( 4UMF NEWS ) Neil Armstrong Dies:
First moonwalker Neil Armstrong’s death at the age of 82 marks the passing of a “reluctant American hero,” as well as the dimming of the Space Age‘s brightest moment.
His death followed complications from heart-bypass surgery he underwent this month, Armstrong’s family said today in a statement released by NASA. The first public report of Armstrong’s death came via NBC News’ Cape Canaveral correspondent, Jay Barbree, a longtime friend.
Armstrong has been immortalized in human history as the first human to set foot on a celestial body beyond Earth. “That’s one small step for a man, one giant leap for mankind,” he radioed back to Earth from the moon on July 20, 1969.
NASA Administrator Charles Bolden said that “as long as there are history books, Neil Armstrong will be included in them.”
Armstrong’s fellow moonwalker on the Apollo 11 mission, Buzz Aldrin, was among the legions mourning his passage. “We are missing a great spokesman and leader in the space program,” Aldrin said in a BBC interview. He said he’d remember Armstrong “as being a very capable commander and leader of an achievement that will be recognized until man sets foot on the planet Mars.”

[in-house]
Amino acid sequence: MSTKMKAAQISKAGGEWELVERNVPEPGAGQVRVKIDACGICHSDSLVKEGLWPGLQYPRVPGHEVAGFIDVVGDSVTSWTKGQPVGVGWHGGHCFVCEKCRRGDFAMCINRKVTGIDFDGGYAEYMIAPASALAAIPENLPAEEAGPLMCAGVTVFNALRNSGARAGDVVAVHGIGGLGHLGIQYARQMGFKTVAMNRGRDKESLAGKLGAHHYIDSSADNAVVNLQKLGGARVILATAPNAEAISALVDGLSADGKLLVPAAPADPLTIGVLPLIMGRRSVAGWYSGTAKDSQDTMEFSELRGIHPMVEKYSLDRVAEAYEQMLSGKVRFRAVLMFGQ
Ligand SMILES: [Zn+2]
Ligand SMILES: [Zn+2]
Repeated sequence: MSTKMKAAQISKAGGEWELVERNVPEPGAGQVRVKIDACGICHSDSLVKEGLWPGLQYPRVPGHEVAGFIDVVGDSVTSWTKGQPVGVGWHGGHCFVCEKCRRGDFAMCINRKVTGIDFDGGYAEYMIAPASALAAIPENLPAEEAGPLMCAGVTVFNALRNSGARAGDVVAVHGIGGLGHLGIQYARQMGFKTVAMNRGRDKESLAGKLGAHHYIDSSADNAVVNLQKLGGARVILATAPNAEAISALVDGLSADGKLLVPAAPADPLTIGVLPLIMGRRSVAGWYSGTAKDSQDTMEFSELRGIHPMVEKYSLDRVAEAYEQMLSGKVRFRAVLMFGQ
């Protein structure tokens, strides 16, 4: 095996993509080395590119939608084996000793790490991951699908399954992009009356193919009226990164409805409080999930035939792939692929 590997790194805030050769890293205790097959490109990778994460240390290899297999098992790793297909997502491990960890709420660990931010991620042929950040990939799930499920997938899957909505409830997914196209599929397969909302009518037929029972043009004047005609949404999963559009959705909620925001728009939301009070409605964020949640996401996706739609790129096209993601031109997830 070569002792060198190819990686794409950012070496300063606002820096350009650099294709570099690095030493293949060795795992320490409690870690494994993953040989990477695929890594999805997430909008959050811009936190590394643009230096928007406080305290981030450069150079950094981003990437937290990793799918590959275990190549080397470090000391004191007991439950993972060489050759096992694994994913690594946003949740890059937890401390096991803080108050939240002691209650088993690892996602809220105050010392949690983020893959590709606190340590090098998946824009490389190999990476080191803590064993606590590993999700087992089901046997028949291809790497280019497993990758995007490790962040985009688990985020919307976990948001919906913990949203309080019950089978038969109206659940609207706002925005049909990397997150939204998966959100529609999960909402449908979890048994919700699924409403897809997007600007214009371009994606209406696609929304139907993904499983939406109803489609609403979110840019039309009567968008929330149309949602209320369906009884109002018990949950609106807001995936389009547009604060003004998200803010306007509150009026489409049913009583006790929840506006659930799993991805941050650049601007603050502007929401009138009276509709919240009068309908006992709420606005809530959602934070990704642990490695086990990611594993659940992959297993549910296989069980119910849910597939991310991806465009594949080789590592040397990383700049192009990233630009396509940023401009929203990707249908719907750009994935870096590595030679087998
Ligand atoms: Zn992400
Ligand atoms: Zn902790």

Michael Collins, the crewmate who circled the moon in the Apollo 11 command module while Armstrong and Aldrin took that first trip to the lunar surface, also paid tribute to his commander in a NASA statement: “He was the best, and I will miss him terribly.”
President Barack Obama said that Armstrong and his crew “carried with them the aspirations of an entire nation,” and that the first steps on the moon “delivered a moment of human achievement that will never be forgotten.”
NBC’s Jay Barbree, who has covered every manned space mission in U.S. history, was first to break the news that Neil Armstrong had died. He discusses the astronaut’s life with NBC’s Lester Holt.
“Today, Neil’s spirit of discovery lives on in all the men and women who have devoted their lives to exploring the unknown — including those who are ensuring that we reach higher and go further in space,” Obama said in a White House statement. “That legacy will endure — sparked by a man who taught us the enormous power of one small step.”
The “one small step” served as the climax of a superpower space race with the Soviet Union, and arguably established the United States’ primacy in outer space for decades to come. But Apollo 11 also set a precedent for peaceful cooperation in space. “We came in peace for all mankind,” the plaque left behind on the moon read. At one point during Armstrong’s first moonwalk, he stopped for what he called a “tender moment” and set down a patch to commemorate NASA astronauts and Soviet cosmonauts who died in the course of their duties.